Tuesday, April 21, 2015

Advances in Partial Mash

Today, I thought I would get into some of the great advances we have seen in home brewing and specifically in Partial Mash Brewing over the past 20 or so years. For me, and maybe for you, these advances make partial mash brewing even easier, and even more fun.

When we started brewing, things were very different.  It wasn't quite the dark ages of home brewing but it was close.  Home brewers were largely divided into two camps.  I know what you're thinking I'm going to say here... Extract and All grain... right?  come on you know you were thinking it.   But really the division was more like guys who had big propane burners and brewed outside (or garage) and guys who brewed on their stove tops.   The guys who brewed on propane, tended toward all grain, because... well because they could.  And they weren't wrong when they said their beer was superior, as I discussed in earlier blog posts, extract leaved a lot to be desired back in those days.  
So if you could brew outside, and use all grain, well why not.   Especially if you already owned a turkey fryer.   Everything changed in the mid 1990s when we started hearing about Partial Mash.  Getting a portion of your sugar from a temperature controlled grain mashing, and the balance from extract. Extract has come a long way since the dark ages.  The first advancement in partial mash,  Better Extract.  You can actually make great beer from extract now.  But you are limited to the extracts that are manufactured. That is another huge advantage of partial mash.

Back then we were mashing in a mash pot, or in a cooler (I still do sometimes) and then transferring the wort to the boil kettle.  Some of us would use our boil kettle for the mash, then use a lauter tun made of 2 pvc buckets to separate the grains (think mine is somewhere in the garage...It may have Christmas lights in it right now).  Others would pour the wort and grains through a strainer. That All changed when the Aussies thought of BIAB.  You could now perform your partial mash in your brew kettle and just remove the grains by lifting the bag.   Brilliant! And by far the easiest way to BIAB.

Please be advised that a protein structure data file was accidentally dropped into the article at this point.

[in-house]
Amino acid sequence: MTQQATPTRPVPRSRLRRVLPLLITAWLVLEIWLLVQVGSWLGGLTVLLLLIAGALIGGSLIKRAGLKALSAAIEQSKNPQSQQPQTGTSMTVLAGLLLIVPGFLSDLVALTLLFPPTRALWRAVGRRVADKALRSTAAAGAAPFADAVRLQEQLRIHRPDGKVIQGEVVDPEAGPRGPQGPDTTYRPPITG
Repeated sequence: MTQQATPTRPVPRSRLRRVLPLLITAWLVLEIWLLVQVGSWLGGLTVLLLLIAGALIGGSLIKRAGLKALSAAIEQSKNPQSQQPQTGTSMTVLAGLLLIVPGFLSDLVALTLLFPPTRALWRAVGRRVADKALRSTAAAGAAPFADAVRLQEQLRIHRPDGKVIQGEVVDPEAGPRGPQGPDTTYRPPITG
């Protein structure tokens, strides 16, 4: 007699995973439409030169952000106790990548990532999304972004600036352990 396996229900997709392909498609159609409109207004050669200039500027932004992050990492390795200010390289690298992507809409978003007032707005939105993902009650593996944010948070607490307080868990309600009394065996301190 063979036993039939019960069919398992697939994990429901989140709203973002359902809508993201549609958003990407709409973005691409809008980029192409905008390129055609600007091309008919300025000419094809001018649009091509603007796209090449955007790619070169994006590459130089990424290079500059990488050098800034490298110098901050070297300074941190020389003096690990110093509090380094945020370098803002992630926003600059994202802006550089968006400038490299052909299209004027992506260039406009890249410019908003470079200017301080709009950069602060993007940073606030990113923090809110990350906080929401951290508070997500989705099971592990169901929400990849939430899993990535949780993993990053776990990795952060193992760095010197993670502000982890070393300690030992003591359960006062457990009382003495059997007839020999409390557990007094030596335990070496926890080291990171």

Image result for home brew newsletterIn the dark ages our recipes came from newsletters, friends, and Magazines.  Changing a recipe had no predictable results.  You did the math... it seemed ok... you brewed the beer.  You tasted it.   If it was good you did it again.  But if it was lacking, you were doomed to try again.  In truth it was kinda fun.  But not nearly as fun as using software to create a brew before you brew it.   The advances made in brewing software are critical to partial mash.  There was a time when partial mash consisted of mashing 4 lbs of grain... no more.   just 4 lbs.  That was because 4 lbs of grain would give you roughly the same fermentable sugars as 3.3 lbs of LME.  It kept the recipes simple.  But with the advances in software we don't need to think that way any longer.  I have partial mash recipes (again posted at BrewToad) that are 75% grain.  The DME is really just there to add sugars and increase the OG.  With software you can really custom design a partial mash recipe.

One of the advantages of partial mash today, as opposed to years ago... full volume boil.  When we started brewing Turkey Fryers (even propane) were expensive.  And you probably had to get them at Bass Pro, or a similar out door store.  But as they grew in popularity, the price came down.  Now the options available to a home brewer are almost baffling.  I have, and I know you all have done this too, spent countless hours online trying to decide how to invest my limited brewing equipment funds. You can spend as much as you want to spend.  But you can also brew great beer right on your stove top, even if you don't own a high powered gas stove by using the texas two step.  Just create your wort, and boil it in two pots.  Your wort doesn't know where it is being boiled.   There are many posts about this topic online, but I will lend one or two pieces of advice,  just divide it in half.   It makes all of your math so much easier.  Your only boiling 6.5 gallons of wort, and I am here to tell you, any stove can handle this in two pots.

You don't have to wait till you can afford expensive equipment to brew great beer.  If you have a couple of pots, a brew bag,  a thermometer, and a couple of brew buckets, you're ready to step up to partial mash.  And if you're like me, you may not choose to step to BIAB or All Grain very often after you try partial mash.

Got any recipe you want me to convert?  Let me know... I'll be happy to help

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